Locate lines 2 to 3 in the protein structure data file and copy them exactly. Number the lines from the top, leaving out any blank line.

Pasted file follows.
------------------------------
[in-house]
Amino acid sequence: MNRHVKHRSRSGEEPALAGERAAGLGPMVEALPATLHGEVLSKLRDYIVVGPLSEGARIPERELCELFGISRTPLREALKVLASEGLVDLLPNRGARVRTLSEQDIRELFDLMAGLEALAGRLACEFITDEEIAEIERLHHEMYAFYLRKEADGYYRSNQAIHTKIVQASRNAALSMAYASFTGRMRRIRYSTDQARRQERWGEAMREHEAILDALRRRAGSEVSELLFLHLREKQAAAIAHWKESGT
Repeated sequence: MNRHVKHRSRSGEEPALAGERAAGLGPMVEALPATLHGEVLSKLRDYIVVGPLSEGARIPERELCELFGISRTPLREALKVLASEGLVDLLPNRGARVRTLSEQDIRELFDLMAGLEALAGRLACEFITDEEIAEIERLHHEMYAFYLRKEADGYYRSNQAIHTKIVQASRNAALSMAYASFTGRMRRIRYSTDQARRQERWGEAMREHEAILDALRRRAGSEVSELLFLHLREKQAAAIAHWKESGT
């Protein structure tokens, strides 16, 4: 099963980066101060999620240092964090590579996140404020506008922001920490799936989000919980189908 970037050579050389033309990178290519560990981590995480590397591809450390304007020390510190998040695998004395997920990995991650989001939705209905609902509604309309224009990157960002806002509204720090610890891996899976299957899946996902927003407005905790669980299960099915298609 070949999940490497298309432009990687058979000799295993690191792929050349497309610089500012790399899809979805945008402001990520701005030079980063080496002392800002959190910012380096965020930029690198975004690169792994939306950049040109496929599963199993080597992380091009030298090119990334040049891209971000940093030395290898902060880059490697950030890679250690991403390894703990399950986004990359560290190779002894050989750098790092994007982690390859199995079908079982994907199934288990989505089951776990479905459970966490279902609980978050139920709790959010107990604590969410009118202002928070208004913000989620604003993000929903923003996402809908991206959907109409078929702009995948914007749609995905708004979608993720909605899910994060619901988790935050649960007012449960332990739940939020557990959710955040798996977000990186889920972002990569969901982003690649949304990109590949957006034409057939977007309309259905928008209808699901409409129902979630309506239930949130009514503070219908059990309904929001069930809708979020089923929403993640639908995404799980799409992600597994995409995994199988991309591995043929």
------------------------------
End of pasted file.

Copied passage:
Amino acid sequence: MNRHVKHRSRSGEEPALAGERAAGLGPMVEALPATLHGEVLSKLRDYIVVGPLSEGARIPERELCELFGISRTPLREALKVLASEGLVDLLPNRGARVRTLSEQDIRELFDLMAGLEALAGRLACEFITDEEIAEIERLHHEMYAFYLRKEADGYYRSNQAIHTKIVQASRNAALSMAYASFTGRMRRIRYSTDQARRQERWGEAMREHEAILDALRRRAGSEVSELLFLHLREKQAAAIAHWKESGT
Repeated sequence: MNRHVKHRSRSGEEPALAGERAAGLGPMVEALPATLHGEVLSKLRDYIVVGPLSEGARIPERELCELFGISRTPLREALKVLASEGLVDLLPNRGARVRTLSEQDIRELFDLMAGLEALAGRLACEFITDEEIAEIERLHHEMYAFYLRKEADGYYRSNQAIHTKIVQASRNAALSMAYASFTGRMRRIRYSTDQARRQERWGEAMREHEAILDALRRRAGSEVSELLFLHLREKQAAAIAHWKESGT